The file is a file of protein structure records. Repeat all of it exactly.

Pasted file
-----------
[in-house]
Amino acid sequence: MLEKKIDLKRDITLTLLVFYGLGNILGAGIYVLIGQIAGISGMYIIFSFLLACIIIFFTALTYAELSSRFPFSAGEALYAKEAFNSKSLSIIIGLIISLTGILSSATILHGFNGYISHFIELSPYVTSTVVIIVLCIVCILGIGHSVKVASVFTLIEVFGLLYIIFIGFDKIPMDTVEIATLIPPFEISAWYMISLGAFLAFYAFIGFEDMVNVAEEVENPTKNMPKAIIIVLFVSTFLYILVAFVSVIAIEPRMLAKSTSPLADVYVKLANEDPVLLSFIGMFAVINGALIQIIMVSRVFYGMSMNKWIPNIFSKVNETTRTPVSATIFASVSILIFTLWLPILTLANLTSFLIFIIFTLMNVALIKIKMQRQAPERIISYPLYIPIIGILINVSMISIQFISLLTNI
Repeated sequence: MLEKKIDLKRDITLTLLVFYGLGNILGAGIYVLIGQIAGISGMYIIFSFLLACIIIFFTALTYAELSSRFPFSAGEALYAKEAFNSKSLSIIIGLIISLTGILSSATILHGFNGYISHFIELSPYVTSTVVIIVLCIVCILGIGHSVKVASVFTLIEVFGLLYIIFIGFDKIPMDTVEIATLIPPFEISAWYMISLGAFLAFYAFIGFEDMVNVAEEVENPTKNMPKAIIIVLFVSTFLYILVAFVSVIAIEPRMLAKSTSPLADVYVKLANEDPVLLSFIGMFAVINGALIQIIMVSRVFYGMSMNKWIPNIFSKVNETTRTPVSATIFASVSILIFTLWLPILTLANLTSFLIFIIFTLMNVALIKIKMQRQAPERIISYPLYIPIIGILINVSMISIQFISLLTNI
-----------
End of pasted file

[in-house]
Amino acid sequence: MLEKKIDLKRDITLTLLVFYGLGNILGAGIYVLIGQIAGISGMYIIFSFLLACIIIFFTALTYAELSSRFPFSAGEALYAKEAFNSKSLSIIIGLIISLTGILSSATILHGFNGYISHFIELSPYVTSTVVIIVLCIVCILGIGHSVKVASVFTLIEVFGLLYIIFIGFDKIPMDTVEIATLIPPFEISAWYMISLGAFLAFYAFIGFEDMVNVAEEVENPTKNMPKAIIIVLFVSTFLYILVAFVSVIAIEPRMLAKSTSPLADVYVKLANEDPVLLSFIGMFAVINGALIQIIMVSRVFYGMSMNKWIPNIFSKVNETTRTPVSATIFASVSILIFTLWLPILTLANLTSFLIFIIFTLMNVALIKIKMQRQAPERIISYPLYIPIIGILINVSMISIQFISLLTNI
Repeated sequence: MLEKKIDLKRDITLTLLVFYGLGNILGAGIYVLIGQIAGISGMYIIFSFLLACIIIFFTALTYAELSSRFPFSAGEALYAKEAFNSKSLSIIIGLIISLTGILSSATILHGFNGYISHFIELSPYVTSTVVIIVLCIVCILGIGHSVKVASVFTLIEVFGLLYIIFIGFDKIPMDTVEIATLIPPFEISAWYMISLGAFLAFYAFIGFEDMVNVAEEVENPTKNMPKAIIIVLFVSTFLYILVAFVSVIAIEPRMLAKSTSPLADVYVKLANEDPVLLSFIGMFAVINGALIQIIMVSRVFYGMSMNKWIPNIFSKVNETTRTPVSATIFASVSILIFTLWLPILTLANLTSFLIFIIFTLMNVALIKIKMQRQAPERIISYPLYIPIIGILINVSMISIQFISLLTNI